When it came to actually shooting the film, the small crew led by de Heer (the ‘Balanda’ as white men are termed) lived within the community for the duration of the shoot, much like the ‘participant observers’ of social anthropology. All of the characters in the story are played by Yolngu people, many of whom are, or have been, artists or live performers, but none previously film actors. Casting and scripting was not straightforward. Individuals wanted to play the characters who were recognisable in the photographs as their ancestors and tradition forbade people from representing characters from the ‘wrong’ family group. As a consequence some roles had only one possible player. The script (everything is spoken in one of the Yolngu languages) was difficult to formalise since some players spoke different local languages and the lines had to be translated and re-translated to create some form of continuity. One of the community, Peter Djigirr acted as co-director as well as actor and translator.

In the completed film it is clear that all these difficulties were overcome and ‘ownership’ of the narrative appears to rest with the Yolngu themselves – certainly they express themselves as more than satisfied with the outcome. In fact the process of filmmaking became a vibrant exercise in oral history and re-discovery of a way of life. There was sufficient knowledge amongst the older Yolngu to make it possible to build the canoes shown in the photographs and the work on memory and culture has subsequently spawned a whole series of cultural productions, including exhibitions, books and training programmes. The film also exists in three different versions with the narration available in English and the local language and the subtitles removed for local screening.

The unique structure of the film derives from the compromise between the demands of American/European film narratives and the sensibilities of the Yolngu. The local people were attracted to the idea of reconstructing the goose egg hunt, but this was essentially non-dramatic. For the Yolngu it would be wrong to insert dramatic conflict into the reconstruction – but it was allowable in the ‘mythical time’ and this was how the film developed.

If the film had remained as an interesting cultural project enjoyed by the Yolngu, it would have been a worthwhile project in itself. But a feature film is a potentially universal cultural artefact. How would other audiences, especially non-indigenous Australian audiences react? In her blog, the Australian academic Liz Conor, a former editor of the Australian media education magazine, Metro, offers a perceptive observation. She describes an Australian audience anticipating something that will take them into the mythical time (the ‘dreaming’, as Australian writing has it) – a time when ‘original Australia’ was not sullied by capitalism and industrialism.They are, as she puts it, “Western Moderns appraising the difference of the ‘Native’”. What will happen?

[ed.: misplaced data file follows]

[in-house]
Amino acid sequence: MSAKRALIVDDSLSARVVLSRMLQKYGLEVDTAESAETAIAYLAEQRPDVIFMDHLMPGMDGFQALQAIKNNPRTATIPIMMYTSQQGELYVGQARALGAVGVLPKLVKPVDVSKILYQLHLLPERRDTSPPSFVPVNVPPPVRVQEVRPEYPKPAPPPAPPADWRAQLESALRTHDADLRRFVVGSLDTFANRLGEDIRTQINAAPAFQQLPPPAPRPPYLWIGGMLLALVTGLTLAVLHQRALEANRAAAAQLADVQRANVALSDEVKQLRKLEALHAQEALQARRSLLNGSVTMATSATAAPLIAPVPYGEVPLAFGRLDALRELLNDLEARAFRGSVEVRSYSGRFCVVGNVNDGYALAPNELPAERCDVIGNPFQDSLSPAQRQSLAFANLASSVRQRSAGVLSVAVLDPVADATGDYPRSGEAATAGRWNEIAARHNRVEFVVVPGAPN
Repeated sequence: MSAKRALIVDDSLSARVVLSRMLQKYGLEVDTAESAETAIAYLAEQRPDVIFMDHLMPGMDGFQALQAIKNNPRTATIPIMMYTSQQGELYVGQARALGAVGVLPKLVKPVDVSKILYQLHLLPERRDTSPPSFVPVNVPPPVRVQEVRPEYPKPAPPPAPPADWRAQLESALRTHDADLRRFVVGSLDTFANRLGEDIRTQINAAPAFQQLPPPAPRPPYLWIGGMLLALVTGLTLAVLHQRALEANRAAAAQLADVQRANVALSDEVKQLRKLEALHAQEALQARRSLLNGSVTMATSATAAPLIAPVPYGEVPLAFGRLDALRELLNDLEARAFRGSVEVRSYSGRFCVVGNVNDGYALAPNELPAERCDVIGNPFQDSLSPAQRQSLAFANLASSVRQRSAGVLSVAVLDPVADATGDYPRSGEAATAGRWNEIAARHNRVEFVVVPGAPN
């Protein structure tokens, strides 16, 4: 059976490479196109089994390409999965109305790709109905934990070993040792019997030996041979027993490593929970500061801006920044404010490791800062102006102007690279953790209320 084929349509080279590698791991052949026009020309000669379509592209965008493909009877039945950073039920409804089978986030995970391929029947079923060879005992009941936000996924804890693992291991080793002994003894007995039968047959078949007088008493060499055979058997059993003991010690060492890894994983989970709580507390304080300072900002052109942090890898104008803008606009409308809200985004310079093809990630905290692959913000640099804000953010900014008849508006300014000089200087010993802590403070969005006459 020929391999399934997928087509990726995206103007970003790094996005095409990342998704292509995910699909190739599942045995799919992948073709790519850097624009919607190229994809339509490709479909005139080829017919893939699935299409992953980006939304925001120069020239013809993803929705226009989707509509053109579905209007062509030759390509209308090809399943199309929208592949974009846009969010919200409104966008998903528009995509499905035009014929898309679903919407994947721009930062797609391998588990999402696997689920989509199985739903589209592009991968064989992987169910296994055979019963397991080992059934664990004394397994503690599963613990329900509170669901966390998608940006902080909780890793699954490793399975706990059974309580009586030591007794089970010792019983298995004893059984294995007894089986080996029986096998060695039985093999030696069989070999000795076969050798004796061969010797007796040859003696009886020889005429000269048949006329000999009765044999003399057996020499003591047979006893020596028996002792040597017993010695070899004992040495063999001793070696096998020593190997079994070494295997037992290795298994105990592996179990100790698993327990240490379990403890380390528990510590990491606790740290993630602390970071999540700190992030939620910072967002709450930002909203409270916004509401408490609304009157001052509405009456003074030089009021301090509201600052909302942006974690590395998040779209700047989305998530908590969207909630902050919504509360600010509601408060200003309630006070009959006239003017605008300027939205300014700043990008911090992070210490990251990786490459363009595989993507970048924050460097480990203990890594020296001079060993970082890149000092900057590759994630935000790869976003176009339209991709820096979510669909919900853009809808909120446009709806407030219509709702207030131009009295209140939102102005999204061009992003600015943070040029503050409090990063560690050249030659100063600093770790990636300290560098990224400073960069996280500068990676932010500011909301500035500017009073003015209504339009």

With utmost respect the non-indigenous patrons take in the opening scene. Naked perfectly fit men, with all the gravitas of millennia of tradition, stride out in single file to hunt. Very intently we watch as the trailing man calls them to halt. This is surely serious but unfathomable ‘business’ of some sort. “I refuse to walk at the back” he declares. Has some law been violated? Is this a challenge to customary command? Has the hunt lost its way, or an ancestor made a sign? “Somebody is farting” he says, and audible relief staggers down the aisles.

Conor’s short entry is well worth reading in full. She argues that Ten Canoes allows us to think about a particular kind of society that survived for thousands of years and to do so without suffering the curse of the colonialist’s imagination and treating aboriginal communities as either ‘noble savages’ or ‘primitive’ and ‘simple’ people. Part of the success of the film is in the leisurely pacing and refusal to overdramatise the conflicts. This is a different, not inferior, mode of story telling and we may have to ‘work’ to appreciate it – working hard to resist the urge to look for conventional narrative pleasures, enjoying what else is on offer and thinking about aboriginal culture in new ways.

One last thought. Ten Canoes has been generally well-received, but it still represents a mediated view of another culture, a useful starting point, but not a definitive representation.

There is plenty of background material on Ten Canoes in the press kit downloadable from: http://www.tencanoes.com.au/tencanoes/info.htm

Here’s the trailer: